One of Putins closest allies hid his control of a mercenary army for years. We have the receipts.

Yevgeny Prigozhin’s private force, the Wagner Group, has been accused of human rights abuses that include torture, rape, and the mass killing of civilians. We found his paper trail in a massive hack of Russian data.

Earlier this year, 14 terabytes of data and documents from more than 50 Russian government agencies and corporations were hacked and released to the public.

As soon as we got our hands on these files, we went to work, searching for the revelations about President Vladimir Putin’s regime that could be contained in the hacks.

What we’ve found has been damning. Emails and documents uncovered by The Intercept show how one of Putin’s closest allies worked to hide his control of a notorious mercenary group fighting alongside Russia in Ukraine.

But this reporting, pulling back the curtain on one of the most ruthless figures in Putin’s... inner circle, may be just the tip of the iceberg. This data set is simply enormous, and just indexing these files is a massive undertaking requiring specialized technology, top data experts, and money.

The Intercept is one of few publications with the expertise and resources to take on a project like this. But as a nonprofit news outlet, we need your support to keep going. Will you make a donation today and help us continue this crucial investigative reporting?

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Yevgeny Prigozhin’s private mercenary force, the Wagner Group, has been deployed in support of Russian military campaigns in half a dozen conflicts around the world, where its fighters have been accused of human rights abuses that include torture, rape, and the mass killing of civilians. Prigozhin denied his links to the group for years.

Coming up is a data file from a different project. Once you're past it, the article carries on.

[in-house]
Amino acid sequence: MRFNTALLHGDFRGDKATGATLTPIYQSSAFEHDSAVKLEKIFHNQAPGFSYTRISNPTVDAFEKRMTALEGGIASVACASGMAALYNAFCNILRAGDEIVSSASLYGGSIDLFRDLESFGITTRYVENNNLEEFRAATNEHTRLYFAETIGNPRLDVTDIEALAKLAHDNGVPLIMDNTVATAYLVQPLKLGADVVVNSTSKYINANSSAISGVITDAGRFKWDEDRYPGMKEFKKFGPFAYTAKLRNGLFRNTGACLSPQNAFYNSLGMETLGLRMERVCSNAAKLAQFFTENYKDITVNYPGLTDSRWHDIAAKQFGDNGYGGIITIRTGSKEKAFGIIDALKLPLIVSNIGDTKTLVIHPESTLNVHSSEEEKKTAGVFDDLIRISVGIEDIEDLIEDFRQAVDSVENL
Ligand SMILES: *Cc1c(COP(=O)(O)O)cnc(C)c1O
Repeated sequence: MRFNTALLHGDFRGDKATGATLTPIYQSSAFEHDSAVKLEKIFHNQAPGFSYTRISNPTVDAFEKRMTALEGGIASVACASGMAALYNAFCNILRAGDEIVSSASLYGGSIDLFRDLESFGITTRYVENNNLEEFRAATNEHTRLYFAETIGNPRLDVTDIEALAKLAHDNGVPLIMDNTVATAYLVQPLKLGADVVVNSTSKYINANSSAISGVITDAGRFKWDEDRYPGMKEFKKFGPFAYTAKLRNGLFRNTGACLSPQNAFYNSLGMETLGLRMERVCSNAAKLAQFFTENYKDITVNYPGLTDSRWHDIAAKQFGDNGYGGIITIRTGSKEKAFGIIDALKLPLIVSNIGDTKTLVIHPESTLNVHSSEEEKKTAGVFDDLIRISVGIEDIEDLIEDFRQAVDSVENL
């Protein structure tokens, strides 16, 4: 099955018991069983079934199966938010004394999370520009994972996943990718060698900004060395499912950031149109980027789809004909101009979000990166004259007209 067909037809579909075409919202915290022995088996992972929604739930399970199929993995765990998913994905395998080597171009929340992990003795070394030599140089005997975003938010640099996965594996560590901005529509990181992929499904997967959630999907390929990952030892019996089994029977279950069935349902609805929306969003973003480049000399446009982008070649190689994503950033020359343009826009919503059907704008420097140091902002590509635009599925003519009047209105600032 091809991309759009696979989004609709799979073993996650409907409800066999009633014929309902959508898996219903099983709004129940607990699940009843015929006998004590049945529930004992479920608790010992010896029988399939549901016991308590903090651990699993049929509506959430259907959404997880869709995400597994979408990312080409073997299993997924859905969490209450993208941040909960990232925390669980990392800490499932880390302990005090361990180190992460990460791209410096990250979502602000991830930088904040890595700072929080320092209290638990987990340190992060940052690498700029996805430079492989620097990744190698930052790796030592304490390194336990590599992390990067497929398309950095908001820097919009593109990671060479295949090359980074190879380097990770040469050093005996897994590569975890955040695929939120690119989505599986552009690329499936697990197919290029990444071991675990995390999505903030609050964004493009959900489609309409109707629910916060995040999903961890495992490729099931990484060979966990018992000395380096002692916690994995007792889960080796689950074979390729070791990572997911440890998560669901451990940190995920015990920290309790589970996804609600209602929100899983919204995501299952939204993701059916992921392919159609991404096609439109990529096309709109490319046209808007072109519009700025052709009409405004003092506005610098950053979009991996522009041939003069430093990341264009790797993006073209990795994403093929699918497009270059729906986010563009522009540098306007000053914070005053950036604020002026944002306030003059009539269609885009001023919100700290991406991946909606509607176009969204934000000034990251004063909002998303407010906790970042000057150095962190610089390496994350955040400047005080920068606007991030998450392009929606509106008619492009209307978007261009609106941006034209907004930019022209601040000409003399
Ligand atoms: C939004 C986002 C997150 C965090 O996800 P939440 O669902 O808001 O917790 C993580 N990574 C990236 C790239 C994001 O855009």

The hacked data reviewed by The Intercept shows how Prigozhin worked to hide his connection to Wagner, contest sanctions, deflect U.S. prosecution, and attack journalists investigating his shadowy businesses — with the help of U.S. and British law firms.

These are the kinds of revelations we hoped we’d find when we got our hands on this hack. But we’re just at the beginning of what could be a yearslong effort investigating perhaps the largest hack our team has ever seen.

As a nonprofit news outlet, we don’t take corporate advertising on our website, and we don’t hide our journalism behind a paywall. Instead, we rely on readers to support this critical work.

So we’re asking: Will you make a donation today and help The Intercept continue to uncover the countless stories contained in this historic hack?


Thank you,

The Intercept team

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The Intercept is an award-winning nonprofit news organization dedicated to holding the powerful accountable through fearless, adversarial journalism. Our in-depth investigations and unflinching analysis focus on surveillance, war, corruption, the environment, technology, criminal justice, the media and more. Email is an important way for us to communicate with The Intercept’s readers, but if you’d like to stop hearing from us, click here to r0 from all communications. Protecting freedom of the press has never been more important. Contribute now to support our independent journalism.

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